Beyond ballooning content costs, five obstacles will challenge Netflix’s global streaming dominance.
First and foremost, there has been a noticeable deterioration in the quality of Netflix’s original content. This is to be expected when producing hundreds of films and series content around the globe. As it stands, Netflix has a handful of original shows that propel new subscriber growth.
Second, Netflix will soon face stiff competition from the world’s largest media companies when three major studios and Apple introduce new streaming services. Comcast, Disney, and WarnerMedia are all launching direct challenges, and will soon pull their content from Netflix.
Third, many subscribers have complained that much of Netflix’s original content is alienating large swaths of its longtime loyal subscribers that will find it easy to switch to another streaming service. This is especially true for families with young children that will be attracted to Disney+.
Fourth, Netflix raised the price of its standard plan in January 2019 to $12.99, up 45% since 2014 when it cost $8.99 per month. Hulu lowered its pricing for its most popular plan from $7.99 to $5.99 per month one week after Netflix announced its price increases. Disney+ will launch on November 12th costing subscribers $6.99 per month or $12.99 per month for Disney+, ESPN+ and the ad-supported Hulu.
Lastly, the growing trend among subscribers, especially those under 30, that rotate between three or four services throughout the year will not only impact Netflix, but also Hulu and streaming newcomers.
However, Netflix’s 150 million subscriber head start might prove too large to challenge. The studios could be forced to license their content back to Netflix if their forthcoming streaming services falter.
Part One: Netflix Subscribers and Exclusivity
Netflix lost subscribers in the United States for the first time in nearly a decade.
Netflix reported 126,000 fewer U.S. subscribers at the end of June compared to March. The timing of Netflix’s stateside subscriber pause is ominous as it comes before the introduction of forthcoming services from Apple, Disney+ and HBO Max, and growing competition from Hulu and Amazon.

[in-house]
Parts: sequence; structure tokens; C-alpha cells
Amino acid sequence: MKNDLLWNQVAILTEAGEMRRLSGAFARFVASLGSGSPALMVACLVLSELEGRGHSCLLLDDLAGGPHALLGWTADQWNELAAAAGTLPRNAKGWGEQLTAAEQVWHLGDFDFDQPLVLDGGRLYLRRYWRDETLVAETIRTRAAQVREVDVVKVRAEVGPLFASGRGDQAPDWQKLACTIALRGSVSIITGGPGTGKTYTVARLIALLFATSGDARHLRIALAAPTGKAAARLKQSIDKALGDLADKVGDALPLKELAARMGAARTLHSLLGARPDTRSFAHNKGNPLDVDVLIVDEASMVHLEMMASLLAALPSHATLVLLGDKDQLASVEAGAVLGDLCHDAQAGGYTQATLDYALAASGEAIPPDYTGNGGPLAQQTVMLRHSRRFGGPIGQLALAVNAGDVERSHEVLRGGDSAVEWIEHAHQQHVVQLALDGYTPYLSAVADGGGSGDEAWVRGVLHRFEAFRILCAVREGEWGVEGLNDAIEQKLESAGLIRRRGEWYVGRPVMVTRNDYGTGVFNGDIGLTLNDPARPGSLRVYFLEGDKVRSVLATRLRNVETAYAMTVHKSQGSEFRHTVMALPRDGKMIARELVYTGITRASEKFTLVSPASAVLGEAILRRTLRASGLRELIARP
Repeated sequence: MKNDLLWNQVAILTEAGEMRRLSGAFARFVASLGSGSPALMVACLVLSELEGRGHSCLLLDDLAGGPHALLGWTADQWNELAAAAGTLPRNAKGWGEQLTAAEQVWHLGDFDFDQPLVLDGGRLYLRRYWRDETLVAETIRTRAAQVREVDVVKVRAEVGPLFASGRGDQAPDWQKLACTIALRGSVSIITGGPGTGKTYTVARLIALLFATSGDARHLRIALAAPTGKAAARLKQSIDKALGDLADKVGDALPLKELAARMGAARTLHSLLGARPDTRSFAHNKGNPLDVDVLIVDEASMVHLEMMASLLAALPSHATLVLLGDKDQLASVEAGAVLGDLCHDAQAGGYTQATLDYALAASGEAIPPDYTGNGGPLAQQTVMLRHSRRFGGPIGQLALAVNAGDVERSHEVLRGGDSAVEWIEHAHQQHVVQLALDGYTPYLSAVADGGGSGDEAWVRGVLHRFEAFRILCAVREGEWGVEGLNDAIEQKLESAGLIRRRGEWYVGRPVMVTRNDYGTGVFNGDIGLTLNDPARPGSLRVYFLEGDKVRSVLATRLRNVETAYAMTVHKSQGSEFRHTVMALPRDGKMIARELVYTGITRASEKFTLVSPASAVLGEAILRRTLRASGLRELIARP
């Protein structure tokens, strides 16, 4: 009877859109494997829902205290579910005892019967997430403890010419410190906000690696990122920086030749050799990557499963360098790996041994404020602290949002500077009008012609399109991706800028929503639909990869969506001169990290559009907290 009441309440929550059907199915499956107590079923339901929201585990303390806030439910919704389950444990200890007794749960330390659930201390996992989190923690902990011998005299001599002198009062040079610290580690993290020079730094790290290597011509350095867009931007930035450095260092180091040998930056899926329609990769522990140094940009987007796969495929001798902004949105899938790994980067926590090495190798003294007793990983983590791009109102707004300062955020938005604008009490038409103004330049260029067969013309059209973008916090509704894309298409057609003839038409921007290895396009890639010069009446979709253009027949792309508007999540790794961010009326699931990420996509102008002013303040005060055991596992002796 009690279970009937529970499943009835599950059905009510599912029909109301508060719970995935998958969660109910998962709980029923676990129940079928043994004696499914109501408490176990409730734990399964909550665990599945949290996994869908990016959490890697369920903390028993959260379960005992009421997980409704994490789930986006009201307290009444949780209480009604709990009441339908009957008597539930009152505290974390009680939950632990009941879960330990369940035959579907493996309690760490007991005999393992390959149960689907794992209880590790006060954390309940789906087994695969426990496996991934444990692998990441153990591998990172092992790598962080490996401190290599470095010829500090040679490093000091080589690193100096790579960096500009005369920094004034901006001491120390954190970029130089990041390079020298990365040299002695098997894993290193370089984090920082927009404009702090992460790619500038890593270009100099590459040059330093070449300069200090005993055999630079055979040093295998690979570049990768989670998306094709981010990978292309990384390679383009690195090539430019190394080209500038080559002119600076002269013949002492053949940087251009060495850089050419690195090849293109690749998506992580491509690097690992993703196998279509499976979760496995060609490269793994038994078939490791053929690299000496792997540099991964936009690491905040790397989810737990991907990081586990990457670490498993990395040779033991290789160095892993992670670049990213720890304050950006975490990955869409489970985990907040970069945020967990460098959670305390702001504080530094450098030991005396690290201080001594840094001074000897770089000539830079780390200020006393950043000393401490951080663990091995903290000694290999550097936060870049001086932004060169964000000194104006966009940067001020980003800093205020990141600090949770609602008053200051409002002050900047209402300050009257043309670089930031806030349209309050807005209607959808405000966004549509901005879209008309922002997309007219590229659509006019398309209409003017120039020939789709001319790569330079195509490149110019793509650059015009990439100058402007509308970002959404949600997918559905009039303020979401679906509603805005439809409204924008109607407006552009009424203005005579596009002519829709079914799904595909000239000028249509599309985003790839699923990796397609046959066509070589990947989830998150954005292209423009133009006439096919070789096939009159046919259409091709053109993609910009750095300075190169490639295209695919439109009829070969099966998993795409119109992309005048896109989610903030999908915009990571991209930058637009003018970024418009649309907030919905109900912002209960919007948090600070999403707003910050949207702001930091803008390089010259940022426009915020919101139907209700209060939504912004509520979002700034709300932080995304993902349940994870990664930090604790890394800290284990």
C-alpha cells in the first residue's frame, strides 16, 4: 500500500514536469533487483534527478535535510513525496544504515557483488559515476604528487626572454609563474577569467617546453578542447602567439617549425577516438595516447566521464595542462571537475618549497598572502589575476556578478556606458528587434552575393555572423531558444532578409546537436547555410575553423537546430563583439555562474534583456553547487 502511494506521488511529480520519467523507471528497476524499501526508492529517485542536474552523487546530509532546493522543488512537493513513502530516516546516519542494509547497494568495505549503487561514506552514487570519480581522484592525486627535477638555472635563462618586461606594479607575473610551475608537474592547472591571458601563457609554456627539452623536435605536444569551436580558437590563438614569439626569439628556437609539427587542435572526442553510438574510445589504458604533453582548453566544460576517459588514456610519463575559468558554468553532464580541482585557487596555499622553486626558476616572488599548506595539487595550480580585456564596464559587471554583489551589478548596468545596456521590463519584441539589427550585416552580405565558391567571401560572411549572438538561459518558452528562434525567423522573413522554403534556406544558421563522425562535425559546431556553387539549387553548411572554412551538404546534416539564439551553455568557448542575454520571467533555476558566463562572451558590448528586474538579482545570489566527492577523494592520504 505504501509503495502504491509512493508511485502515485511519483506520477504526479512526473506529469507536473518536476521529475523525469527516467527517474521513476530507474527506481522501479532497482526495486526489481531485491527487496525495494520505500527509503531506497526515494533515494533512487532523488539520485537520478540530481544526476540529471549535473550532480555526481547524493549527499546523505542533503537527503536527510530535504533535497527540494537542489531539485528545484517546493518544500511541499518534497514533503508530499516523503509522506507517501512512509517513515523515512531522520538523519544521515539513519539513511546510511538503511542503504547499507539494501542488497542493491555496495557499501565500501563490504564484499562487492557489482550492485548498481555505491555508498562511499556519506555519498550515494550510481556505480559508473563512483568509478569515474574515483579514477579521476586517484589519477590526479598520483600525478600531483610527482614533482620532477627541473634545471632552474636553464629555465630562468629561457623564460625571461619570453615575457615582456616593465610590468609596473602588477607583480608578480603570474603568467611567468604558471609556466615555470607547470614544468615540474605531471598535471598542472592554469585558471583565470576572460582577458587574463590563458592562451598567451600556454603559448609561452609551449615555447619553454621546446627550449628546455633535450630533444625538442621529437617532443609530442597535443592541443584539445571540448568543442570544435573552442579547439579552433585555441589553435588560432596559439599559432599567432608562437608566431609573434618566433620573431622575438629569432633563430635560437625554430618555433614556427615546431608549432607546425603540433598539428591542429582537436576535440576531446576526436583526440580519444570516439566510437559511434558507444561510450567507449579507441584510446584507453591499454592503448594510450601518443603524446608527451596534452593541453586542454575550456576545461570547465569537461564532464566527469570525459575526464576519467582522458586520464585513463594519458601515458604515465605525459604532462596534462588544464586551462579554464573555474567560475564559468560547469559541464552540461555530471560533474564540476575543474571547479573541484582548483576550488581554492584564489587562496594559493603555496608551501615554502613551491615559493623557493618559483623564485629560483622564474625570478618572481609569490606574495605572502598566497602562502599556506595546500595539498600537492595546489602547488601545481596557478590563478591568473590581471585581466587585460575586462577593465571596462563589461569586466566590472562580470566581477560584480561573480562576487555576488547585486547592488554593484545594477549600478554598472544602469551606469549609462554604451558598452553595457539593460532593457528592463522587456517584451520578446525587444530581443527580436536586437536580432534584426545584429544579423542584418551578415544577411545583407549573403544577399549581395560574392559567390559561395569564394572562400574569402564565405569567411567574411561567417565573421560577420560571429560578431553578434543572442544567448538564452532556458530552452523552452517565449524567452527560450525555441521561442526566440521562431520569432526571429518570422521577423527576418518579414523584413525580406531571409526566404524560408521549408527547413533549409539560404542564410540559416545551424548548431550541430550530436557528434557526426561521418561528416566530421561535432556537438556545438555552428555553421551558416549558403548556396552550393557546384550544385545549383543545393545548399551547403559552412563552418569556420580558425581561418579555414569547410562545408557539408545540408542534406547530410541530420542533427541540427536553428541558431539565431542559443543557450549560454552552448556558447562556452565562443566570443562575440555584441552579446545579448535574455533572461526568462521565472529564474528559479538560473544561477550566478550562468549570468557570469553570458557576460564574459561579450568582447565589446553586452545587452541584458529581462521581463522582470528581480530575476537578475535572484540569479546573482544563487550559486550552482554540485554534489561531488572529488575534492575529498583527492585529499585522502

Currently, Netflix has 60.1 million U.S. subscribers and 90.4 million around the world. The last time the company lost subscribers was in the fourth quarter of 2011.
Netflix expects to add 800,000 U.S. subscribers during the third quarter based on the strength of the company’s crown jewels, including the third season of Stranger Things, which was released July 4th, as well as new seasons of The Crown and Orange is the New Black.
If subscribers continue to decline in the third quarter, it would indicate that U.S. subscribers have likely peaked. It’s likely that the 60.2 million subscribers Netflix reached in March 2019, is the new high watermark. With around 120 million households in the U.S., Netflix might have reached saturation.
Netflix is more optimistic, citing its own research, the company states its programming now accounts for 10% of television screen time in the U.S., and have concluded that there is plenty room to grow.
It is likely Netflix’s U.S. subscribers will peak between 60 and 65 million subscribers especially after the launch of Disney+ and HBO Max. If Netflix exhausts the limits of the subscription-only model, they could always pivot to offering an ad-supported option.
The SVOD Film Licensing Series is the Industry’s Inside Source for What Global Streaming Services Pay for Films
Accurately value film streaming revenue by combining comprehensive data from multiple SVOD licensing agreements.
Benefit from nonpublic rates to uncover what streamers pay for films.
The next battleground in the streaming market will take place over content exclusivity.
Even if most studio content is not pulled at first, Netflix will likely be forced to share the rights with the Licensor’s own streaming service and other services, such as Hulu.
As an example, WarnerMedia agreed to license Friends to Netflix for an additional year for $100 million, but after the deal expires, WarnerMedia had the power to take back exclusive rights or let Netflix share the show and pay 25% less.
Studios have always dominated the leverage in their relationship with Netflix, but it wasn’t until Netflix became a direct competitor, did they realize how much leverage they actually held.
The battle over exclusivity will not only impact Netflix, but all licensees. For instance, WarnerMedia’s HBO relies heavily on films from Comcast’s Universal Studios and from Disney’s Fox, which will likely change or cease as current licensing agreement expire.
The future of licensing will only get more complicated as the major studios launch stand-alone streaming services. This complexity will provide independent producers more opportunities and leverage in licensing their content to multiple platforms.